Best Man Utd British XI with Rooney, Beckham and Scholes but no Ferdinand or Sheringham – The Sun

MANCHESTER UNITED have had some of the finest players born in Britain.

So here at Sun Sport, we set United End Editor Tom McDermott the task of choosing an all-British Red Devils XI from those players he has watched during his days as a supporter (and without any Irish stars… sorry Roy and Denis).

Les Sealey

Sealey is just ahead of Roy Carroll because of his personality, and performance in the 1990 FA Cup Final replay.

He only played 31 times for United, leaving a lasting impression not just on supporters, but on the defenders in front of him.

Check out his save for United against Nottingham Forest on YouTube, if you’re still struggling with lockdown blues.

Gary Neville

A regular for club and country for over a decade, Neville major was a leader and example to the other members of the squad, even in his early years as a senior player.

His game flourished through his twenties, and with experience, made improvements to his distribution in the final third of the pitch.

How many players over his career got the better of him?

Steve Bruce

The United captain never won an England cap but was the heart and soul of the defence during the first Premier League success and the 1994 Double-winning side.

Bruce wasn’t the quickest but was mentally superior to his opponents and could read the game as well as anyone.

We shouldn’t forget his ability to score goals at the other end as well, and not just from the penalty spot.

Gary Pallister

A club record £2.3m signing from Middlesbrough in 1989, Pallister had the poise and class required to be an outstanding defender and forged an unforgettable partnership with Bruce at the heart of the defence.

Pallister would have appeared more times for his country had it not been for injury, and a list of central defenders that included Tony Adams, Terry Butcher, Martin Keown and Mark Wright.

Phil Neville

Used in different positions by Sir Alex Ferguson, the younger Neville was more technically gifted than brother Gary.

Perhaps his versatility cost him in the end, because he was later sold to Everton.

But, when he did play, he never let the side down, and was capable of doing more than a job in either full-back position or in midfield.

David Beckham

They made a film about Beckham’s right foot, that’s how good he was.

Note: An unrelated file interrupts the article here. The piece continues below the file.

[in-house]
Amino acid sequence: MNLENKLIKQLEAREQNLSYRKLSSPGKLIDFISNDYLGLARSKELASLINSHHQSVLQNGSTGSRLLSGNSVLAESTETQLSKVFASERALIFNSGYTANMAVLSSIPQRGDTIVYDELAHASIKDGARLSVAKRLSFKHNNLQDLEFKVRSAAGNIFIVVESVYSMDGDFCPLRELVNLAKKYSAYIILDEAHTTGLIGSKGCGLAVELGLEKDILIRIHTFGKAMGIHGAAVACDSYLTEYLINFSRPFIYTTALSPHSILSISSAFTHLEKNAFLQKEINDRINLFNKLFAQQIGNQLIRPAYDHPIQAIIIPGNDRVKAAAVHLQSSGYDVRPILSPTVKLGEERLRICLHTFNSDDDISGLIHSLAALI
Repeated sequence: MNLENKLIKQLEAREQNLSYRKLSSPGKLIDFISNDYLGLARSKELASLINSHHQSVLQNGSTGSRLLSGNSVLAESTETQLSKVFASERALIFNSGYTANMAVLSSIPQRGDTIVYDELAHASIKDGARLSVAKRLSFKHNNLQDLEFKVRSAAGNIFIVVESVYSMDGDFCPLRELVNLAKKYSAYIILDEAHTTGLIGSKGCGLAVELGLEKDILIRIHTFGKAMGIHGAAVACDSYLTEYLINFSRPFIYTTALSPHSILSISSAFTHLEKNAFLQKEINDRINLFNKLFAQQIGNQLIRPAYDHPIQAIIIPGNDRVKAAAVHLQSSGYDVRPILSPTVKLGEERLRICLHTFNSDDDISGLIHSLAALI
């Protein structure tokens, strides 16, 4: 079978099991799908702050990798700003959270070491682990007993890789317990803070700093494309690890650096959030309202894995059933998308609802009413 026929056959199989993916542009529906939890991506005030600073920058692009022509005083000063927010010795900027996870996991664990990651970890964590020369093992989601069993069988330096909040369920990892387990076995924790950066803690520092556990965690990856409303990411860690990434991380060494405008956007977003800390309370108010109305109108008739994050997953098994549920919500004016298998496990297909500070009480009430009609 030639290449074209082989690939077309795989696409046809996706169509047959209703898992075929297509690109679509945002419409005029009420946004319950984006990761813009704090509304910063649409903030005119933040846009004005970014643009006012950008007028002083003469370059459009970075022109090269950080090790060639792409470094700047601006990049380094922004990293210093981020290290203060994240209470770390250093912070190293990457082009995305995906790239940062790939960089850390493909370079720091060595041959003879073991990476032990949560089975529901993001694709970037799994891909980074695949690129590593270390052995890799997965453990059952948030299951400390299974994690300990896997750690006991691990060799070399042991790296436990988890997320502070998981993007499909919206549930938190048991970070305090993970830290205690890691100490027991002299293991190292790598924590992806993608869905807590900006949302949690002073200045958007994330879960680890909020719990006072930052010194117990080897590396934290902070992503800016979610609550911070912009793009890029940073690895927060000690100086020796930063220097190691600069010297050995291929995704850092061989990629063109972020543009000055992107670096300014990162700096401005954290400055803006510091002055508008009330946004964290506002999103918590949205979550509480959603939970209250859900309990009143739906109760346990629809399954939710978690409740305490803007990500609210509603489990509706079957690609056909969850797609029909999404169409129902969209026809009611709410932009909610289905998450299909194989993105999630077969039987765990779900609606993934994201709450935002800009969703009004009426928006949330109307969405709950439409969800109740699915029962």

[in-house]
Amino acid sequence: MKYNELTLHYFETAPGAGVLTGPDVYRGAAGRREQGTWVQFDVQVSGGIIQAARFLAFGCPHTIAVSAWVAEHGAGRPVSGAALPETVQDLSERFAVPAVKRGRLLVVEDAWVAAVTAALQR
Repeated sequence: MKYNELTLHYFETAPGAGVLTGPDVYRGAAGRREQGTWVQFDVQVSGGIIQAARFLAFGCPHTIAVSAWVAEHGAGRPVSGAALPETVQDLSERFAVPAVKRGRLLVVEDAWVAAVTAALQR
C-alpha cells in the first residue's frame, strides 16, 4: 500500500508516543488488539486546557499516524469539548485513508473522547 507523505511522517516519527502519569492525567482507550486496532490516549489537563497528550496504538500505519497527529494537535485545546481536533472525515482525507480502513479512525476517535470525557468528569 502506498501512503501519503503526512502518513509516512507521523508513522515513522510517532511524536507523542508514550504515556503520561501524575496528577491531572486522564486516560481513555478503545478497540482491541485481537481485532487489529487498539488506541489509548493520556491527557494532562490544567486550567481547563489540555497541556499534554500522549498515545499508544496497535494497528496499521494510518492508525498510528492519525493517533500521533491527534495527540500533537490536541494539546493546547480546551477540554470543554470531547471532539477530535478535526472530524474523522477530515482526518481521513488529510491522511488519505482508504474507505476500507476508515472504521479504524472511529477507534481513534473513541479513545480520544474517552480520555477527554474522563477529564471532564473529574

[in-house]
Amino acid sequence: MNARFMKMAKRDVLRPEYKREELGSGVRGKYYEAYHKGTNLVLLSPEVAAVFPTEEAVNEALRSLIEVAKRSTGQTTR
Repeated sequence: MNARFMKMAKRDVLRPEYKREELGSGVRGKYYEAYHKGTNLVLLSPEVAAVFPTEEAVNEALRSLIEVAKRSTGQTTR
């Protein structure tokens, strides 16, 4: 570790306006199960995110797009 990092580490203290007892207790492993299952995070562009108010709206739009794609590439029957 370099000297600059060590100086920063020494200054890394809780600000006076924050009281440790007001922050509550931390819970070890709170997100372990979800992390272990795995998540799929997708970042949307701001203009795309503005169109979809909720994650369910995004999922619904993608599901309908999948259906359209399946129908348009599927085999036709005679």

Beckham could create a goal from any position in the opposition half, even if he was given only half a yard of space.

His free-kick collection will provide younger supporters with hours of fun online and his technique is still copied to this very day on pitches up and down the country.

Paul Scholes

The first name on the team sheet and one who played in several positions.

Give him the ball in front of the back four and he’ll dictate the tempo. Play him just off the front man and he’ll score you a goal.

Scholes was an orchestrator, creator, scorer, genius. It’s as simple as that.

The crime was that his talent was wasted by several England managers.

Bryan Robson

Captain Marvel sits next to Scholes and even though his best years were behind him when the first of Ferguson’s titles arrived, the rest of the squad knew exactly how important his experience was.

At his best, Robson was the finest midfielder in Europe – all action, but with the class to match.

It’s a shame that injury robbed him of his best years for club and country.

Ryan Giggs

United’s most decorated player terrorised teams for more than 20 years and his combination of skill and speed embarrassed the very best defenders across Europe.

What often fails to get a mention though, was his exceptional work-rate and desire to win.

Such attributes alongside his undoubted talent meant that he was only ever going to reach the very top.

How much would a prime Giggs cost in the current market?

Wayne Rooney

United's record goalscorer is an easy choice. A hat-trick on his debut after joining as a kid from Everton, he went from strength-to-strength.

And the interesting thing with Rooney, despite being top scorer, he has played both wide, No.10 and a midfield role.

Imagine how many he would have scored if he had played in the No.9 position all of his career?

Andrew Cole

Didn’t see eye-to-eye with strike partner Teddy Sheringham, but that didn’t stop them from performing on the pitch.

Cole’s ability to play on the shoulder of the last man meant he was a constant thorn in the side of most defences.

Far better technically than he was often given credit for, and a couple of bicycle kick goals and a lofted finish against Tottenham in 1999 stand out in my mind.

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